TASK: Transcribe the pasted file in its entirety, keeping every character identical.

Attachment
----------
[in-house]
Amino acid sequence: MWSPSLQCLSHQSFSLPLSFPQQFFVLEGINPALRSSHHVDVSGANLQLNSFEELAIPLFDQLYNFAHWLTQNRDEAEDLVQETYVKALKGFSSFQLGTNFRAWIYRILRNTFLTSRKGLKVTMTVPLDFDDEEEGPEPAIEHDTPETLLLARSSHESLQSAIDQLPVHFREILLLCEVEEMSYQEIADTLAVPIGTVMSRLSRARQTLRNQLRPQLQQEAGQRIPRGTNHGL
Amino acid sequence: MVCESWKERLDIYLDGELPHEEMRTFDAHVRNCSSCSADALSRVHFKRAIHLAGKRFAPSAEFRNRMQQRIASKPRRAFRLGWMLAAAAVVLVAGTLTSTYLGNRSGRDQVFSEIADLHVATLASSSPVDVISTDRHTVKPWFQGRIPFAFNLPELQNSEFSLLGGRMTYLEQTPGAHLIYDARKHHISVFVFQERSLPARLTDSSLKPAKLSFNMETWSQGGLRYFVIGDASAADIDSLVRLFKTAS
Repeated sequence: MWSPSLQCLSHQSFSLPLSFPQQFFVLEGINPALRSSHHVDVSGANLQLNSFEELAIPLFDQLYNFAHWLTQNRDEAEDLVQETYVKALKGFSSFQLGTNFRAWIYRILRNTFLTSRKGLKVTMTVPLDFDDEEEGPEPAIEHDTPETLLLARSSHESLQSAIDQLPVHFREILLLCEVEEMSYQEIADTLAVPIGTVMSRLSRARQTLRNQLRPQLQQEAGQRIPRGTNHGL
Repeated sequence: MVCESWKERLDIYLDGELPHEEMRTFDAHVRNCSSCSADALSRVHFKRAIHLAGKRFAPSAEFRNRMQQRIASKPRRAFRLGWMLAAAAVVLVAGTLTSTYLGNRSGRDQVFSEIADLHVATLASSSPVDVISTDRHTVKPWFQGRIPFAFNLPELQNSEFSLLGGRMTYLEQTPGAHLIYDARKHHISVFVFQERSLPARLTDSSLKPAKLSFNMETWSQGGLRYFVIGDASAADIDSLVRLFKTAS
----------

[in-house]
Amino acid sequence: MWSPSLQCLSHQSFSLPLSFPQQFFVLEGINPALRSSHHVDVSGANLQLNSFEELAIPLFDQLYNFAHWLTQNRDEAEDLVQETYVKALKGFSSFQLGTNFRAWIYRILRNTFLTSRKGLKVTMTVPLDFDDEEEGPEPAIEHDTPETLLLARSSHESLQSAIDQLPVHFREILLLCEVEEMSYQEIADTLAVPIGTVMSRLSRARQTLRNQLRPQLQQEAGQRIPRGTNHGL
Amino acid sequence: MVCESWKERLDIYLDGELPHEEMRTFDAHVRNCSSCSADALSRVHFKRAIHLAGKRFAPSAEFRNRMQQRIASKPRRAFRLGWMLAAAAVVLVAGTLTSTYLGNRSGRDQVFSEIADLHVATLASSSPVDVISTDRHTVKPWFQGRIPFAFNLPELQNSEFSLLGGRMTYLEQTPGAHLIYDARKHHISVFVFQERSLPARLTDSSLKPAKLSFNMETWSQGGLRYFVIGDASAADIDSLVRLFKTAS
Repeated sequence: MWSPSLQCLSHQSFSLPLSFPQQFFVLEGINPALRSSHHVDVSGANLQLNSFEELAIPLFDQLYNFAHWLTQNRDEAEDLVQETYVKALKGFSSFQLGTNFRAWIYRILRNTFLTSRKGLKVTMTVPLDFDDEEEGPEPAIEHDTPETLLLARSSHESLQSAIDQLPVHFREILLLCEVEEMSYQEIADTLAVPIGTVMSRLSRARQTLRNQLRPQLQQEAGQRIPRGTNHGL
Repeated sequence: MVCESWKERLDIYLDGELPHEEMRTFDAHVRNCSSCSADALSRVHFKRAIHLAGKRFAPSAEFRNRMQQRIASKPRRAFRLGWMLAAAAVVLVAGTLTSTYLGNRSGRDQVFSEIADLHVATLASSSPVDVISTDRHTVKPWFQGRIPFAFNLPELQNSEFSLLGGRMTYLEQTPGAHLIYDARKHHISVFVFQERSLPARLTDSSLKPAKLSFNMETWSQGGLRYFVIGDASAADIDSLVRLFKTAS